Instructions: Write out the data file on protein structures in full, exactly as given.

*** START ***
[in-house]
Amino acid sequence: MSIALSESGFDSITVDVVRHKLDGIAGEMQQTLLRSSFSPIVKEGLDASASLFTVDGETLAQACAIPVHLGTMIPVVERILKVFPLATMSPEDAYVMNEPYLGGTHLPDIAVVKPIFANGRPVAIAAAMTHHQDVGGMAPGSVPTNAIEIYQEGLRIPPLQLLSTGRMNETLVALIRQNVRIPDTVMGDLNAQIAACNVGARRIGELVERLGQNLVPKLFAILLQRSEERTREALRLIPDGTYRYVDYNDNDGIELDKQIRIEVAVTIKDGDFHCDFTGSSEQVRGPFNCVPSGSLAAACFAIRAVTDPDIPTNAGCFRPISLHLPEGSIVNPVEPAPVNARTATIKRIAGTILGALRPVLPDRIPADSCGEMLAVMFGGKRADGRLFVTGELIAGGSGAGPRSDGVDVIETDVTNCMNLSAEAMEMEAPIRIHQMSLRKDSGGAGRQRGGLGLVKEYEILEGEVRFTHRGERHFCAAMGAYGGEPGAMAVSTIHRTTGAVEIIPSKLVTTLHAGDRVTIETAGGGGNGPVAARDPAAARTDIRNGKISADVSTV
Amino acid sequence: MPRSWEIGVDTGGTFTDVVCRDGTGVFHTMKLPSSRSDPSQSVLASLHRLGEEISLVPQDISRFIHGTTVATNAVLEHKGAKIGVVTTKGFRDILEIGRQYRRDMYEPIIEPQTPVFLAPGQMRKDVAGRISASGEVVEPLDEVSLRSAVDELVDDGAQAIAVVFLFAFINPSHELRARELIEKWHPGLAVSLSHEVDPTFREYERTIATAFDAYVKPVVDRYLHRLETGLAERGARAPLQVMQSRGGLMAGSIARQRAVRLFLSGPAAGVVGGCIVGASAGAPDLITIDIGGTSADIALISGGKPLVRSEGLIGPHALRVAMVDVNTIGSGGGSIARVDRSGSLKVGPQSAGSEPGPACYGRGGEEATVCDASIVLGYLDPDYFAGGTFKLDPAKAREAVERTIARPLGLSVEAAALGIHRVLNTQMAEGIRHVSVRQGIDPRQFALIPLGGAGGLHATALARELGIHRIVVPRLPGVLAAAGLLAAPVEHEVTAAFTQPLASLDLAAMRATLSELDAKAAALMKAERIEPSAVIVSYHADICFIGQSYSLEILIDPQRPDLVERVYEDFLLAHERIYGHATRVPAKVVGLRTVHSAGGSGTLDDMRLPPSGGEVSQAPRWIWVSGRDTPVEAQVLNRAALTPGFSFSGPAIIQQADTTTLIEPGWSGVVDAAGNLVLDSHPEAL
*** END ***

[in-house]
Amino acid sequence: MSIALSESGFDSITVDVVRHKLDGIAGEMQQTLLRSSFSPIVKEGLDASASLFTVDGETLAQACAIPVHLGTMIPVVERILKVFPLATMSPEDAYVMNEPYLGGTHLPDIAVVKPIFANGRPVAIAAAMTHHQDVGGMAPGSVPTNAIEIYQEGLRIPPLQLLSTGRMNETLVALIRQNVRIPDTVMGDLNAQIAACNVGARRIGELVERLGQNLVPKLFAILLQRSEERTREALRLIPDGTYRYVDYNDNDGIELDKQIRIEVAVTIKDGDFHCDFTGSSEQVRGPFNCVPSGSLAAACFAIRAVTDPDIPTNAGCFRPISLHLPEGSIVNPVEPAPVNARTATIKRIAGTILGALRPVLPDRIPADSCGEMLAVMFGGKRADGRLFVTGELIAGGSGAGPRSDGVDVIETDVTNCMNLSAEAMEMEAPIRIHQMSLRKDSGGAGRQRGGLGLVKEYEILEGEVRFTHRGERHFCAAMGAYGGEPGAMAVSTIHRTTGAVEIIPSKLVTTLHAGDRVTIETAGGGGNGPVAARDPAAARTDIRNGKISADVSTV
Amino acid sequence: MPRSWEIGVDTGGTFTDVVCRDGTGVFHTMKLPSSRSDPSQSVLASLHRLGEEISLVPQDISRFIHGTTVATNAVLEHKGAKIGVVTTKGFRDILEIGRQYRRDMYEPIIEPQTPVFLAPGQMRKDVAGRISASGEVVEPLDEVSLRSAVDELVDDGAQAIAVVFLFAFINPSHELRARELIEKWHPGLAVSLSHEVDPTFREYERTIATAFDAYVKPVVDRYLHRLETGLAERGARAPLQVMQSRGGLMAGSIARQRAVRLFLSGPAAGVVGGCIVGASAGAPDLITIDIGGTSADIALISGGKPLVRSEGLIGPHALRVAMVDVNTIGSGGGSIARVDRSGSLKVGPQSAGSEPGPACYGRGGEEATVCDASIVLGYLDPDYFAGGTFKLDPAKAREAVERTIARPLGLSVEAAALGIHRVLNTQMAEGIRHVSVRQGIDPRQFALIPLGGAGGLHATALARELGIHRIVVPRLPGVLAAAGLLAAPVEHEVTAAFTQPLASLDLAAMRATLSELDAKAAALMKAERIEPSAVIVSYHADICFIGQSYSLEILIDPQRPDLVERVYEDFLLAHERIYGHATRVPAKVVGLRTVHSAGGSGTLDDMRLPPSGGEVSQAPRWIWVSGRDTPVEAQVLNRAALTPGFSFSGPAIIQQADTTTLIEPGWSGVVDAAGNLVLDSHPEAL